I remember when LinkedIn first started. My general opinion was this would never gain enough legs to spring around the City. Needless to say I was wrong. There is not one person I know of a senior status who doesn’t have a LinkedIn profile, however, there are so many juniors early on their careers that don’t see the benefit of a LinkedIn profile or just view it as a mechanism for posting your on line CV. So what do our seasoned professionals realise that the next generation of talent doesn’t?
LinkedIn has slowly become the defacto place to fact find about professionals. So who uses it :-
- Recruitment agents
- People looking to enhance their social network
- People looking for expertise requests
- Past colleagues looking to reconnect
So what if you are not on LinkedIn.
Then you are missing a massive opportunity. Our advice would be to invest the time and join up. It is free and is as simple as just copying and pasting your CV. How are people going to find you if there is no mechanism to contact you and they have no way of knowing your success to date?
Once I am on it, what do I do?
Raise your profile. Copy your CV and connect with individuals you respect for their professional integrity. Remember, once you accept an invitation from LinkedIn you cannot then drop them at a later date – you are connected for lifetime of your profile – so think carefully about who you connect with. If you chose to ignore an invite the recipient receives no notification back that that is what you have done, so no harm done. There is no poking or writing on walls like there is in Facebook. Although its fairly well hidden, there is a way to remove accepted connections, see comment from one of our readers below.
Connect with your senior network. Think about your circle of association. If you are working with senior individuals within your firm, ask to connect with them.
The Do’s and Don’ts of LinkedIn
- Treat your LinkedIn connections like your front door – would you let someone in if you didn’t know them?
- Apply the same thinking to who you approach via LinkedIn. If they don’t know you, they are unlikely to connect with you – don’t be offended, people in the know protect their LinkedIn profile like they would their own professional reputation.
- If you meet someone at a forum or through work and you feel that connecting would be worthwhile, ask them if they would mind connecting with you via LinkedIn and then send them the invite the next day.
- Keep your profile fresh – update it periodically, more often that you would your CV. Try to aim for a 95% completion of your profile, a photo is always a good idea and make sure it’s a professional shot, not one where you are out with friends.
- Bang your own drum in your profile – a bit like your CV, this is your chance to publicise yourself and your past/current success.
- Sign up for updates – keep abreast of what your contacts are doing within their careers. If someone gets promoted or achieves something of significance, drop them a comment – keeping in touch is key – it’s not just about the connection, its keeping the connective alive.
- LinkedIn is fantastic for hearing about job opportunities as well, as people tend to advertise to their networks direct. If you are hiring, this is great way to avoid agency fees. Post your roles out to your network.
- Connect with your senior network. Think about your circle of association. If you are working with senior individuals within your firm, ask to connect with them. Remember, people who view your profile are very interested in who are connected with.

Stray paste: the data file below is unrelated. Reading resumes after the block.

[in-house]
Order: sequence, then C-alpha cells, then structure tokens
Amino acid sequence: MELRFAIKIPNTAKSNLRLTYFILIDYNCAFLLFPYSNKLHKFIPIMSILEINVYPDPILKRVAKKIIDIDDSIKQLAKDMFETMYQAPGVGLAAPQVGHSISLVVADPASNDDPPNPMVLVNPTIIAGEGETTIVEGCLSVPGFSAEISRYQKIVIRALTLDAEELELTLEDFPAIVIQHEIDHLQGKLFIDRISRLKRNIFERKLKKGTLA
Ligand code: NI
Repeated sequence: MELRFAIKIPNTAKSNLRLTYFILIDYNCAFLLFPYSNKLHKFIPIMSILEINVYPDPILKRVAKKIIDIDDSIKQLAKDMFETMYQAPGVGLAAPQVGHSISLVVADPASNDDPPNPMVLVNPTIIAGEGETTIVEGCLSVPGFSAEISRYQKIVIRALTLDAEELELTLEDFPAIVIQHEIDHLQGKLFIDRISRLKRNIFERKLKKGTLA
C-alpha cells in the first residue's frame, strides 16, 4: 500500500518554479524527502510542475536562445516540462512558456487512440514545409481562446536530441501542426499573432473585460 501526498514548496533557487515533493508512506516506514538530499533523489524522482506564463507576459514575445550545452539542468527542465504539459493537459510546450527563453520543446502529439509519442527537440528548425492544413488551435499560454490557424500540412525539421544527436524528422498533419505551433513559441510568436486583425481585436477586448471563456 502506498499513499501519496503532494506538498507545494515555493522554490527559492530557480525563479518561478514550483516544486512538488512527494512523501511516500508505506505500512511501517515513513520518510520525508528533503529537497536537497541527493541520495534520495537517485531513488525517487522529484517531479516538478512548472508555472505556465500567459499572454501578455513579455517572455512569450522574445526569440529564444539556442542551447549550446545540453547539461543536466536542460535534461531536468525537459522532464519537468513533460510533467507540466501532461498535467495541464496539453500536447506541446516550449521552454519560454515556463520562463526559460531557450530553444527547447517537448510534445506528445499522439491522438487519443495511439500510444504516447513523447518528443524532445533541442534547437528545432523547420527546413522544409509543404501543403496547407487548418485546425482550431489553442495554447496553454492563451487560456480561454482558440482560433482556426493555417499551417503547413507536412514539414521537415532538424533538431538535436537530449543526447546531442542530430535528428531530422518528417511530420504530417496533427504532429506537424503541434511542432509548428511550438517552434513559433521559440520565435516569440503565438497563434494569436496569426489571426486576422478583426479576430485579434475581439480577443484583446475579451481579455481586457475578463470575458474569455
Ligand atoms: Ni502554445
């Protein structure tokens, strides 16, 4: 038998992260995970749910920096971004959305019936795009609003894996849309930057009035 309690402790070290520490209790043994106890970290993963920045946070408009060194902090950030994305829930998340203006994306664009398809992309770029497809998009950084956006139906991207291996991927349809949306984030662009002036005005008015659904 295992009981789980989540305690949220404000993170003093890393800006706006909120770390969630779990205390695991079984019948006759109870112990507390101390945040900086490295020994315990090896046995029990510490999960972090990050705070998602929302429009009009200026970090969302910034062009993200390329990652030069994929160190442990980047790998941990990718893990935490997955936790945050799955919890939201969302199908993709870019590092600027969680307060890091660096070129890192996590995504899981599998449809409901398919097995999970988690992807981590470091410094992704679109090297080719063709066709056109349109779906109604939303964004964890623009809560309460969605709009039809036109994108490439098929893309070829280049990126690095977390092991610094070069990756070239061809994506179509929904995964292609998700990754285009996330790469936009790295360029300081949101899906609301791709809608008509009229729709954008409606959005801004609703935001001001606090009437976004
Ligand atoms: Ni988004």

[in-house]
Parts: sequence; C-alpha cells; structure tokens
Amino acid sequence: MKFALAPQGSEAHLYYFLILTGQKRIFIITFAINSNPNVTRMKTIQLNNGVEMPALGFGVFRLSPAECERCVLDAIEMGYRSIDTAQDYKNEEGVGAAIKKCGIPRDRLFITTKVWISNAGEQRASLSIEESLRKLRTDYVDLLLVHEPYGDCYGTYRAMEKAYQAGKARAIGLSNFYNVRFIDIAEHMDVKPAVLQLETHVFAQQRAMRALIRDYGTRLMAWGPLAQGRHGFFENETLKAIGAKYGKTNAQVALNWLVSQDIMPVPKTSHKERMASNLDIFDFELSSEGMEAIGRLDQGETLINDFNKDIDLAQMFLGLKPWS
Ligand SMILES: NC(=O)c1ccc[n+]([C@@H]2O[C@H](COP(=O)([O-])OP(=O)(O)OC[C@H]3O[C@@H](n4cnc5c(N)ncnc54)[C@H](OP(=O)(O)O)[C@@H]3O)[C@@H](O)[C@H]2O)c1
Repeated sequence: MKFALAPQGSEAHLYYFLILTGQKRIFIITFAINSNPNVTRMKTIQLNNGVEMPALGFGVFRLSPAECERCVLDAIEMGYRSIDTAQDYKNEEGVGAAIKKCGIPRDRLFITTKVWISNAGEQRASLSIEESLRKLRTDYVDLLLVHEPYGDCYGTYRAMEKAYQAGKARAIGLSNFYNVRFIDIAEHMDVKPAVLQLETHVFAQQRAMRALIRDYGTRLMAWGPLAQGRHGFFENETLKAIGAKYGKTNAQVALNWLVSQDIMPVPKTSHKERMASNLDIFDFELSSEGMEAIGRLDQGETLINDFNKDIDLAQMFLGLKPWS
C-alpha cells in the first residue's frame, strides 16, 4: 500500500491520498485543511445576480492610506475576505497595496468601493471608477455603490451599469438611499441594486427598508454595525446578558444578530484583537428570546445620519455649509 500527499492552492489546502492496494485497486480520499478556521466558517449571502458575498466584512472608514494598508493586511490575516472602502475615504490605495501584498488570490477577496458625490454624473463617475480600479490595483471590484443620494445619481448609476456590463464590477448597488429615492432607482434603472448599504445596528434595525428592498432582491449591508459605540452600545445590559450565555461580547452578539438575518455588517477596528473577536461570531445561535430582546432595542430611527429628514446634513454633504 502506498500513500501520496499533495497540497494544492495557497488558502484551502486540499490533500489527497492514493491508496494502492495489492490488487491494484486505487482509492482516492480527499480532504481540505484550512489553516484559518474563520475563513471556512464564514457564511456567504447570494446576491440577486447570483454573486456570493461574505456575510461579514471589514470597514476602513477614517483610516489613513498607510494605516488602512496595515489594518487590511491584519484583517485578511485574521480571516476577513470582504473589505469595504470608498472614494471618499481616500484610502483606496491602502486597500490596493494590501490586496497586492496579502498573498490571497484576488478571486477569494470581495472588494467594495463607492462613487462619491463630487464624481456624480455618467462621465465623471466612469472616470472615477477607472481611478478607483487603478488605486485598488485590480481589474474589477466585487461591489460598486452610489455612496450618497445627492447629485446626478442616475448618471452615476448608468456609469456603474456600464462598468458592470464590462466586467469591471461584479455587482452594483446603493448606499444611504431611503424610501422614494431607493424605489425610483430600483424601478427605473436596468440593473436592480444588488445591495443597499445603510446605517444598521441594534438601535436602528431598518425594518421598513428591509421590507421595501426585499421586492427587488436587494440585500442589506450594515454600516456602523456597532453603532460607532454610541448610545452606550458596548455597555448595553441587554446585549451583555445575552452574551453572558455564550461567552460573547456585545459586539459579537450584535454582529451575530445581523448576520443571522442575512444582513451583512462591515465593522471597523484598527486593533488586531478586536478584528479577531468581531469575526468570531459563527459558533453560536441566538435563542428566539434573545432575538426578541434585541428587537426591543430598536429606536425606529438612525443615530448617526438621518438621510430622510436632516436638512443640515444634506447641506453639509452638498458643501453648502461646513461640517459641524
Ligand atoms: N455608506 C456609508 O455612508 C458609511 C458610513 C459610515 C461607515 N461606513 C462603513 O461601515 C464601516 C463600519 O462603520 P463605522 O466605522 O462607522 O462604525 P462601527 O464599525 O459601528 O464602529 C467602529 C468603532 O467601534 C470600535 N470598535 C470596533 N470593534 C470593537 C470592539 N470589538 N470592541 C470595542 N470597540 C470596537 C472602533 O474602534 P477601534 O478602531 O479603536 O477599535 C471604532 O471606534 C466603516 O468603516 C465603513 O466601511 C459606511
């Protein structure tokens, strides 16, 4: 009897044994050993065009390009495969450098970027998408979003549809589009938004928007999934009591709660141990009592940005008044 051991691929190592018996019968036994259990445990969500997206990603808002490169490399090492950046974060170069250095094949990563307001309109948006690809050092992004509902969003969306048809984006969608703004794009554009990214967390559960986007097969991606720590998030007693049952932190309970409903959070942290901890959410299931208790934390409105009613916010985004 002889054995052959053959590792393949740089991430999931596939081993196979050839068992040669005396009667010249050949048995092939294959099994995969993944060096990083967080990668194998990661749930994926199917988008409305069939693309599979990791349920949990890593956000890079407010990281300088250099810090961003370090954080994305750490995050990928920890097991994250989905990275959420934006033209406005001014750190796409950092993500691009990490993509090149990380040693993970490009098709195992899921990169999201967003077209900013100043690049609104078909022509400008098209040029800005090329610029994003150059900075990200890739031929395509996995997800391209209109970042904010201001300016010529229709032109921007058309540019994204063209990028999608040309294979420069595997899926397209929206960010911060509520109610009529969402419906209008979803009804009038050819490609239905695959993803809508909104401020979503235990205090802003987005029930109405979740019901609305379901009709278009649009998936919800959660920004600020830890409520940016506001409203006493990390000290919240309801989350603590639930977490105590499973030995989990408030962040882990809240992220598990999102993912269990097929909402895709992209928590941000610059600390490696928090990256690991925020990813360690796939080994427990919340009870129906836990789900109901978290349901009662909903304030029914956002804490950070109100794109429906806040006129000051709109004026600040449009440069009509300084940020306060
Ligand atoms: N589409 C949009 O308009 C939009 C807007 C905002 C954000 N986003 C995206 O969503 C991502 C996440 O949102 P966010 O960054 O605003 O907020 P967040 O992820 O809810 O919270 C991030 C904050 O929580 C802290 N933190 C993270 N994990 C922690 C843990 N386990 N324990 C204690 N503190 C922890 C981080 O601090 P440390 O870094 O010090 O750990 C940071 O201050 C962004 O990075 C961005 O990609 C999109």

- Use the update feature to let your network know what you are doing. This feature is a little like twittering (and can be connected directly to your Twitter account if you have one). Whatever you post as an update will be distributed to your entire network as part of a weekly or daily bulletin should they have that option selected? Remember, always keep it professional. No one is interested if you are washing your hair or out drinking with friends!
- Join groups – if you are interested in certain forums or industry specific groups, search via groups and request to join. This will connect you to groups of other link minded individuals and enable to you take part in one line discussions and forums.
- Connect with your previous employers Alumni. Most firms have Alumni groups that allow past employees to keep in touch.
- Always create your unique web address. This is an option in LinkedIn and will help head hunters and recruiters find you. This also provides you with your own professional personalised website.
- Recommendations, Recommendations, Recommendations – there is power in the written word. Once you are connected to individuals, you can ask them to recommend you. The polite thing to do is to then recommend them back and LinkedIn provides you with a mechanism to do so. Recommendations speak volumes when people are trying to find out about you, so don’t be afraid to ask to be recommended. Recommendations have to be authorised by you before they are published on your profile. It you don’t like what’s been said – don’t publish it.
To add yourself to LinkedIn, visit www.linkedin.com
The WeAreTheCity LinkedIn group is also available for you to join here
Thanks Danielle, thats quite a well hidden feature !!! We will amend the article.
I thought you were not able to remove someone once you had connected to them but you can here. You can remove connections from Linked In yourself; just go to your Connections page (click the “My Contacts” tab above) and look for the “Remove Connections” link on the right-hand side of the page. Or click here http://www.linkedin.com/connections?displayBreakConnections=
It now means I can remove the bad mistakes as i step up the ladder
I am putting these to the test right now. I have sent out 15 connection requests to those who I thought were unapproachable previously as too senior and I also am now thinking before accepting new requests.